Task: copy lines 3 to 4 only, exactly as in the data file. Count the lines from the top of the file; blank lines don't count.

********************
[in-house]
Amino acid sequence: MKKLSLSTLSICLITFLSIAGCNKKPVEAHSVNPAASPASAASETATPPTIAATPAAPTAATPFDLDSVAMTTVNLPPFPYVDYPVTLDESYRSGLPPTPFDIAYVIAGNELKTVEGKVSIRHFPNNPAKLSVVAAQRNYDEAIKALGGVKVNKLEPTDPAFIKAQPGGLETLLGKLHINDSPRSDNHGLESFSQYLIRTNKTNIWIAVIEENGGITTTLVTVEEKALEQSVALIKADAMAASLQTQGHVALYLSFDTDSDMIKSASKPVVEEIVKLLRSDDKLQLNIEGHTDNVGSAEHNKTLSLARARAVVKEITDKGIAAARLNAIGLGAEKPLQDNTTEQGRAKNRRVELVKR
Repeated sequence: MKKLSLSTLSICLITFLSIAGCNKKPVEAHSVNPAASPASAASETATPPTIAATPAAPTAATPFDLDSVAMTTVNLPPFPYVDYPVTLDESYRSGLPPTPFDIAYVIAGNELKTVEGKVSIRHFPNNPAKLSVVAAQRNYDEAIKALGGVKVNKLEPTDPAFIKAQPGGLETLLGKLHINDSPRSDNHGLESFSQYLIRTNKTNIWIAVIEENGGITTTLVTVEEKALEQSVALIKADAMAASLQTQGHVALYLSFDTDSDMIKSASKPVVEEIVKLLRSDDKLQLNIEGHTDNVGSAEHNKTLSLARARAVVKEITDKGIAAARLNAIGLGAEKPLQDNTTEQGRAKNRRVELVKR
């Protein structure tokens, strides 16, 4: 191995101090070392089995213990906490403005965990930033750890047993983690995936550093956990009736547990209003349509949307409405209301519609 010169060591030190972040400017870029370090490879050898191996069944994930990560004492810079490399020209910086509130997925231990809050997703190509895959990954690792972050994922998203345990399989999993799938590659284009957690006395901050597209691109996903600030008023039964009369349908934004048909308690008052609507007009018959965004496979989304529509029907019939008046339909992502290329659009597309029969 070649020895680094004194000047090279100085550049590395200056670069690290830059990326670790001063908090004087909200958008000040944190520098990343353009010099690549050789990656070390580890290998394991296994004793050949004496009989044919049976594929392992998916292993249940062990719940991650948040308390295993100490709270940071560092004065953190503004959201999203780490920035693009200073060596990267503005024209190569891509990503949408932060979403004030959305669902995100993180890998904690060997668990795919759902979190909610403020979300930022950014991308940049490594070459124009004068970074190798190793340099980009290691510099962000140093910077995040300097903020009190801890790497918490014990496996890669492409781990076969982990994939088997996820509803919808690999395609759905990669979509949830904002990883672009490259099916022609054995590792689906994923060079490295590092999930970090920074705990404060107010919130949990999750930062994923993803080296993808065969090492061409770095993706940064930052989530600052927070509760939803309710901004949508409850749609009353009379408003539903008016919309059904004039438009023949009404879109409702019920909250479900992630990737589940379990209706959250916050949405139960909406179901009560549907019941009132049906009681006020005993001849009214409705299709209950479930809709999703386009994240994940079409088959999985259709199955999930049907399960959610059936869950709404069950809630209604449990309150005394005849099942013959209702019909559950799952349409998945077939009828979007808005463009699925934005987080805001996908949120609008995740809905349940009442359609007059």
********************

Repeated sequence: MKKLSLSTLSICLITFLSIAGCNKKPVEAHSVNPAASPASAASETATPPTIAATPAAPTAATPFDLDSVAMTTVNLPPFPYVDYPVTLDESYRSGLPPTPFDIAYVIAGNELKTVEGKVSIRHFPNNPAKLSVVAAQRNYDEAIKALGGVKVNKLEPTDPAFIKAQPGGLETLLGKLHINDSPRSDNHGLESFSQYLIRTNKTNIWIAVIEENGGITTTLVTVEEKALEQSVALIKADAMAASLQTQGHVALYLSFDTDSDMIKSASKPVVEEIVKLLRSDDKLQLNIEGHTDNVGSAEHNKTLSLARARAVVKEITDKGIAAARLNAIGLGAEKPLQDNTTEQGRAKNRRVELVKR
């Protein structure tokens, strides 16, 4: 191995101090070392089995213990906490403005965990930033750890047993983690995936550093956990009736547990209003349509949307409405209301519609 010169060591030190972040400017870029370090490879050898191996069944994930990560004492810079490399020209910086509130997925231990809050997703190509895959990954690792972050994922998203345990399989999993799938590659284009957690006395901050597209691109996903600030008023039964009369349908934004048909308690008052609507007009018959965004496979989304529509029907019939008046339909992502290329659009597309029969 070649020895680094004194000047090279100085550049590395200056670069690290830059990326670790001063908090004087909200958008000040944190520098990343353009010099690549050789990656070390580890290998394991296994004793050949004496009989044919049976594929392992998916292993249940062990719940991650948040308390295993100490709270940071560092004065953190503004959201999203780490920035693009200073060596990267503005024209190569891509990503949408932060979403004030959305669902995100993180890998904690060997668990795919759902979190909610403020979300930022950014991308940049490594070459124009004068970074190798190793340099980009290691510099962000140093910077995040300097903020009190801890790497918490014990496996890669492409781990076969982990994939088997996820509803919808690999395609759905990669979509949830904002990883672009490259099916022609054995590792689906994923060079490295590092999930970090920074705990404060107010919130949990999750930062994923993803080296993808065969090492061409770095993706940064930052989530600052927070509760939803309710901004949508409850749609009353009379408003539903008016919309059904004039438009023949009404879109409702019920909250479900992630990737589940379990209706959250916050949405139960909406179901009560549907019941009132049906009681006020005993001849009214409705299709209950479930809709999703386009994240994940079409088959999985259709199955999930049907399960959610059936869950709404069950809630209604449990309150005394005849099942013959209702019909559950799952349409998945077939009828979007808005463009699925934005987080805001996908949120609008995740809905349940009442359609007059």